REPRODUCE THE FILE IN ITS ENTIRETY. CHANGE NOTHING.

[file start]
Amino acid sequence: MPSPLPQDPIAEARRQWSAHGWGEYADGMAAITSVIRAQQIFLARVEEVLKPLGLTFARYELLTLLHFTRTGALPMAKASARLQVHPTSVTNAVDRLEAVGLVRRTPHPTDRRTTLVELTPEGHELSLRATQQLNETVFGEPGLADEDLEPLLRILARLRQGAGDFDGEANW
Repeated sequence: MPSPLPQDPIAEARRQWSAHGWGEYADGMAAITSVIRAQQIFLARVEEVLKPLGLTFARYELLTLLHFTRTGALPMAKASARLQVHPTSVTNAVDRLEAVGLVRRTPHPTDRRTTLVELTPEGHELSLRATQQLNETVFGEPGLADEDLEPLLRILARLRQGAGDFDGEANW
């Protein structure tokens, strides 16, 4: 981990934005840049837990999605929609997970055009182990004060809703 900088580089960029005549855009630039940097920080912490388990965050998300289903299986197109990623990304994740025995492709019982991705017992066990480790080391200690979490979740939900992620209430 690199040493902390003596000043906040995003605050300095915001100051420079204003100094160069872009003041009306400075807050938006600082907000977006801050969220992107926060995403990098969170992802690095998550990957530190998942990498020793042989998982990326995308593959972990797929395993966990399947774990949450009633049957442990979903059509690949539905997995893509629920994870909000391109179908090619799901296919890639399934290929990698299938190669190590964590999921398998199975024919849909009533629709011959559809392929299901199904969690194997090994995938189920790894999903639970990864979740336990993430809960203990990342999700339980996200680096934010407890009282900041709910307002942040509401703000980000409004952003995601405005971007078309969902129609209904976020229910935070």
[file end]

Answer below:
Amino acid sequence: MPSPLPQDPIAEARRQWSAHGWGEYADGMAAITSVIRAQQIFLARVEEVLKPLGLTFARYELLTLLHFTRTGALPMAKASARLQVHPTSVTNAVDRLEAVGLVRRTPHPTDRRTTLVELTPEGHELSLRATQQLNETVFGEPGLADEDLEPLLRILARLRQGAGDFDGEANW
Repeated sequence: MPSPLPQDPIAEARRQWSAHGWGEYADGMAAITSVIRAQQIFLARVEEVLKPLGLTFARYELLTLLHFTRTGALPMAKASARLQVHPTSVTNAVDRLEAVGLVRRTPHPTDRRTTLVELTPEGHELSLRATQQLNETVFGEPGLADEDLEPLLRILARLRQGAGDFDGEANW
């Protein structure tokens, strides 16, 4: 981990934005840049837990999605929609997970055009182990004060809703 900088580089960029005549855009630039940097920080912490388990965050998300289903299986197109990623990304994740025995492709019982991705017992066990480790080391200690979490979740939900992620209430 690199040493902390003596000043906040995003605050300095915001100051420079204003100094160069872009003041009306400075807050938006600082907000977006801050969220992107926060995403990098969170992802690095998550990957530190998942990498020793042989998982990326995308593959972990797929395993966990399947774990949450009633049957442990979903059509690949539905997995893509629920994870909000391109179908090619799901296919890639399934290929990698299938190669190590964590999921398998199975024919849909009533629709011959559809392929299901199904969690194997090994995938189920790894999903639970990864979740336990993430809960203990990342999700339980996200680096934010407890009282900041709910307002942040509401703000980000409004952003995601405005971007078309969902129609209904976020229910935070």